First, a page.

TAMPA — If the reaction by hungry visitors during the weekend is any indication, the restaurant Ulele in Tampa Heights is ready for its culinary close-up.
The restaurant opens for dinner tonight at 5 p.m. A formal ribbon-cutting for the renovated 112-year-old former municipal water works building along the Hillsborough River north of downtown will take place at 4 p.m.
Tampa Mayor Bob Buckhorn, along with Richard and Casey Gonzmart of The Columbia Restaurant Group, will do the honors for the official opening.
Ulele hosted a series of charity fundraisers and VIP and media dinners Thursday through Sunday, serving more than 850 customers.
The Columbia Group spent $5 million renovating the building and surrounding patio, and installing a new kitchen, brewery and beer garden. The city spent millions refurbishing the adjacent Water Works Park, while Tom Ries and the Ecosphere Restoration Institute board took the lead on cleaning and rebuilding Ulele Spring.
The restaurant received more than 750 reservations for the initial weeks of dinner operations. The restaurant will announce lunch operating hours soon, Richard Gonzmart said Sunday evening.
During a gathering of 100 friends and members of the media on Sunday, Ulele chef Eric Lackey served a buffet that included grilled Parmesan oysters, New York strip steak, octopus carpaccio, shooters of fresh oysters swimming in Patron tequila, mini crab legs, lobster cake appetizers, lollipop chicken legs and house-made coconut, vanilla, chocolate and espresso ice creams.
Corey Dylan, morning co-host on WFLA 970 AM, said the deconstructed seafood pot pie was her favorite during the preview.
“I told the chef it was ridiculous,” Dylan said.
The restaurant is a great example of being proud of Florida, its history and the food it has to offer, she said. The menu's ingredients are inspired by those eaten by native Tocobaga Indian tribes and Tampa Bay's first European pioneers. Many of the menu's components are sourced within the state as well.
“Even the use of arrowheads and shells embedded in the bar top was a really cool touch,” Dylan said.
Aakash M. Patel, president of the business consulting firm Elevate Inc., said he was amazed at the drive by Gonzmart and his team to pull the project together.
Patel, who eats a vegetarian diet, said he enjoyed the okra fries, the blistered shishito peppers, the jalapeno cornbread, coconut ice cream and an Old Fashioned cocktail.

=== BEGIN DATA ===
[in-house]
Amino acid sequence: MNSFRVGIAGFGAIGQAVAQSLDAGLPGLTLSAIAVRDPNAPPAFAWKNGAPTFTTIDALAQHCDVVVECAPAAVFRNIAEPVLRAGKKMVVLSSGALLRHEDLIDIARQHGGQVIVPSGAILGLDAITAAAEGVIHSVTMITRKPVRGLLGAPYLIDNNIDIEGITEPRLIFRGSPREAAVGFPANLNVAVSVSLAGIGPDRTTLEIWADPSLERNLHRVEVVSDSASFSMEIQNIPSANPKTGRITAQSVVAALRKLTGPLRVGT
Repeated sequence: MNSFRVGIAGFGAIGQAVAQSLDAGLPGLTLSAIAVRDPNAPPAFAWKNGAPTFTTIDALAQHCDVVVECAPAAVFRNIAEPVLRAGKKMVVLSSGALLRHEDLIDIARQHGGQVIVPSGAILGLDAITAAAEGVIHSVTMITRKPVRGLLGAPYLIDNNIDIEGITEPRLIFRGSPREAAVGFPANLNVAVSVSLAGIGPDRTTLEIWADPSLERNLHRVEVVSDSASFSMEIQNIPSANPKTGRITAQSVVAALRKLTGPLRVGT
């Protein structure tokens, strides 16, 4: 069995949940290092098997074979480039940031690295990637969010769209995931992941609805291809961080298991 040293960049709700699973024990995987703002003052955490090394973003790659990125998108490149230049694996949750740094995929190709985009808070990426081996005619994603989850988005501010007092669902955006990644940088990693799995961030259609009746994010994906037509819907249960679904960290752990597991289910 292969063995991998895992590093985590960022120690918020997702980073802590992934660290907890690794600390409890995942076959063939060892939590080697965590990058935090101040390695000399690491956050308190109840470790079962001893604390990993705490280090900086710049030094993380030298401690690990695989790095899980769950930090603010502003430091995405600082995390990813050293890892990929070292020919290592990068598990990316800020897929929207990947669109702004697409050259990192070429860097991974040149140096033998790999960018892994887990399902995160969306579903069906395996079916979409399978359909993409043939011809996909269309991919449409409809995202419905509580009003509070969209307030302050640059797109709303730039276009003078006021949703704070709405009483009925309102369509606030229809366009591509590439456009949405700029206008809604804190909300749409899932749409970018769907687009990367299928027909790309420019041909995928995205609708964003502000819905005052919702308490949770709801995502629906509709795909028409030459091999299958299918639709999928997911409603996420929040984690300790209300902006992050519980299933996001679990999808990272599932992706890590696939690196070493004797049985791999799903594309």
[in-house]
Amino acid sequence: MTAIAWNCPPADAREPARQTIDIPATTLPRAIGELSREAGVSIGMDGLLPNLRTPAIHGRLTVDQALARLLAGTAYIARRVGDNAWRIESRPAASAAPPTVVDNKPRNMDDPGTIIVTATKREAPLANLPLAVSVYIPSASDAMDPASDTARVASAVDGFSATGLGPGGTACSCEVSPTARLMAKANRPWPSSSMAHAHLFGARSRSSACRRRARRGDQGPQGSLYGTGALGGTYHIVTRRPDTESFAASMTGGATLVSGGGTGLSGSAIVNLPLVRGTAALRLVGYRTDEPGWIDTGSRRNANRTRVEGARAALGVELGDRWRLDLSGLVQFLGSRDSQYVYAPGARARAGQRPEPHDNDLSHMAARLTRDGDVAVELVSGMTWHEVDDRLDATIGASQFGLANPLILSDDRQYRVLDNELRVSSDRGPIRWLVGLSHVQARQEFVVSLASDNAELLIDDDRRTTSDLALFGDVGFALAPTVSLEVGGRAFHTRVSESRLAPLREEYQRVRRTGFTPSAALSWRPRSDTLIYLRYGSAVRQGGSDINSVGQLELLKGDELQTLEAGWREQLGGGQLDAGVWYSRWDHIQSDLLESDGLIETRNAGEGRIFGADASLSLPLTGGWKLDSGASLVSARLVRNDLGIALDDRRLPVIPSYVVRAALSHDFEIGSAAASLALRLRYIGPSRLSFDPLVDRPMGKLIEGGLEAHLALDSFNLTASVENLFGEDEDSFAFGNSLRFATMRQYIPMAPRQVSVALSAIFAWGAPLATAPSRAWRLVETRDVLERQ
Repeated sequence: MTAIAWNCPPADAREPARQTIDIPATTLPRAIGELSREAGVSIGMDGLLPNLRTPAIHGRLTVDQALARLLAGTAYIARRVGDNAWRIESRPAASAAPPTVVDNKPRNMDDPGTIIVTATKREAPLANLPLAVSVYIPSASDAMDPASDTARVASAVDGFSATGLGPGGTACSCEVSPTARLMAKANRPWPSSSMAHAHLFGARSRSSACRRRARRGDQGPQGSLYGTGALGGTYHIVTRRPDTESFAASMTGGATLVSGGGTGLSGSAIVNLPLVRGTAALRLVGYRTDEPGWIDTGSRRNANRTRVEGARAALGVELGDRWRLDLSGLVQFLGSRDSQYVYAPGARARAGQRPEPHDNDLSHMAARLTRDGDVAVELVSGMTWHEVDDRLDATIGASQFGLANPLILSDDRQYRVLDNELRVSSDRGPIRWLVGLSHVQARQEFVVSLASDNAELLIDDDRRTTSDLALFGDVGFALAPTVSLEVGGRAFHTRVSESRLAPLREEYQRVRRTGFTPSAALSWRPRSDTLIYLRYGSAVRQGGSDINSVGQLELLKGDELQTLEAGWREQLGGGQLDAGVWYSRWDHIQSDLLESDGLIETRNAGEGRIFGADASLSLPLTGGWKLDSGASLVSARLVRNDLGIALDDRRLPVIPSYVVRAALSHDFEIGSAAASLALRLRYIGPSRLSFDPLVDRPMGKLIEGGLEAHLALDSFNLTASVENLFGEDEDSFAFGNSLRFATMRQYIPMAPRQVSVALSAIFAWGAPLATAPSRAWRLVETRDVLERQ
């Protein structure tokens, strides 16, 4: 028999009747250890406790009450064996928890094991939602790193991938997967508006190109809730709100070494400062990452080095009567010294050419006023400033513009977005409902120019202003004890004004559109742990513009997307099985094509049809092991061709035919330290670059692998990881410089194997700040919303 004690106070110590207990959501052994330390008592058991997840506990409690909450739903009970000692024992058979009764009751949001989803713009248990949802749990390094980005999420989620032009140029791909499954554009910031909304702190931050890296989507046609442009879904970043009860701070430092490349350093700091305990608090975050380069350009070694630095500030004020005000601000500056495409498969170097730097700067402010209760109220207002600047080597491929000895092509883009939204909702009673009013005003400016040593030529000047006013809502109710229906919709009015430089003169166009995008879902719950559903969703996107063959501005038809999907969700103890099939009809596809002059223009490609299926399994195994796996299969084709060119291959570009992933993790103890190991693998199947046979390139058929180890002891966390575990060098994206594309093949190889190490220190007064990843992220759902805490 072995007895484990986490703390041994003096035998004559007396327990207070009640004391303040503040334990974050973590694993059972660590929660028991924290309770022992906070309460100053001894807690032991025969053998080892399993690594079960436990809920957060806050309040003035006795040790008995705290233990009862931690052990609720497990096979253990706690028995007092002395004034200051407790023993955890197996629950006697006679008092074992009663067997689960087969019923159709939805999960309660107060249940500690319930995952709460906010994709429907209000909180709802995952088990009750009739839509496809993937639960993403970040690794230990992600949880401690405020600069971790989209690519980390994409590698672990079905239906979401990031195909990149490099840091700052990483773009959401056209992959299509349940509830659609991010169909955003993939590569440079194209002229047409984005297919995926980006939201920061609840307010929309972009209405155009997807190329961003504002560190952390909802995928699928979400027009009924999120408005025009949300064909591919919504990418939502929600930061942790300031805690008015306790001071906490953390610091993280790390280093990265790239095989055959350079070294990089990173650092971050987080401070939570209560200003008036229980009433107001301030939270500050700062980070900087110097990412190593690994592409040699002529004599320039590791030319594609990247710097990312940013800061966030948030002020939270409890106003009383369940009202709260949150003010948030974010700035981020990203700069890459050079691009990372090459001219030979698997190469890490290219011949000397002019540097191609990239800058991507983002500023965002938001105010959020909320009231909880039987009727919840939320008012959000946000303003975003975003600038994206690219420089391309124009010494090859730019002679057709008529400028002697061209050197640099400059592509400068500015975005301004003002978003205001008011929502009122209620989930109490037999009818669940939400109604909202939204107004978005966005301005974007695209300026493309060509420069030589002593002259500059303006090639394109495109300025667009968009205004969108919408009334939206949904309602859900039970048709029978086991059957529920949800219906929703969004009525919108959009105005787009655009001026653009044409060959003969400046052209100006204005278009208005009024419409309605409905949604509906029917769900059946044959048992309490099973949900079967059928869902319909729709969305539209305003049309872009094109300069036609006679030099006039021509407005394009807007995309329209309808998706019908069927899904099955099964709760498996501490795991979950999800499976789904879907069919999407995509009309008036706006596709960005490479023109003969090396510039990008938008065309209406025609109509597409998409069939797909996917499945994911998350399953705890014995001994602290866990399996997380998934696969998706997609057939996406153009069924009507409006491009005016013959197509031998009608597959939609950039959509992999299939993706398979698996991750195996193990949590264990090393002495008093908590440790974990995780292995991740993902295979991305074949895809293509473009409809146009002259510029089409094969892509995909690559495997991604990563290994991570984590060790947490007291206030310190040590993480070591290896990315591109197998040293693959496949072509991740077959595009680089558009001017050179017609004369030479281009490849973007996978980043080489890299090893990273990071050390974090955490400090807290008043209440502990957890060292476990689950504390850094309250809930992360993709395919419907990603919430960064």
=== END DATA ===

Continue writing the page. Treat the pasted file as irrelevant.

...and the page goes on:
“Now that Tampa is a foodie city, we're becoming much more vegetarian friendly,” Patel said. Although much of the original menu will be driven by pork, beef, chicken and seafood, “Richard told me he plans to offer more vegetarian food as the menu evolves,” Patel said.
Ulele is one of several high-profile restaurants scheduled to begin operations during the next few months.
On Saturday and Sunday evening, Suzanne and Roger Perry of Datz and Dough restaurants held preview dinners for customers at Roux, their Cajun- and Creole-inspired restaurant on South MacDill Avenue in Tampa. Roux will open for dinner on Thursday.
Also under construction: Ava, an Italian pizza bistro on South Howard Avenue in Tampa from Michael Stewart, owner of 717 South; Noble Crust, for which two Bonefish Grill founders will merge Italian cuisine with ingredients of the southern United States on Fourth Street in St. Petersburg; and Fodder & Shine, a Florida Cracker cuisine restaurant on Florida Avenue in Tampa from The Refinery's Greg and Michelle Baker.
Last month, Bizzou opened at the Le Meridian boutique hotel on Florida Avenue inside the former federal courthouse. Patel said the flurry of restaurant openings has him promoting the hashtag #TampaHasSwagger on Twitter.
“Ulele shows why Tampa has swagger,” he said. “This kind of thing puts us in the same sentence as places like Nashville and Charlotte and New Orleans. This concept and Ava and Bizzou are really good for Tampa.”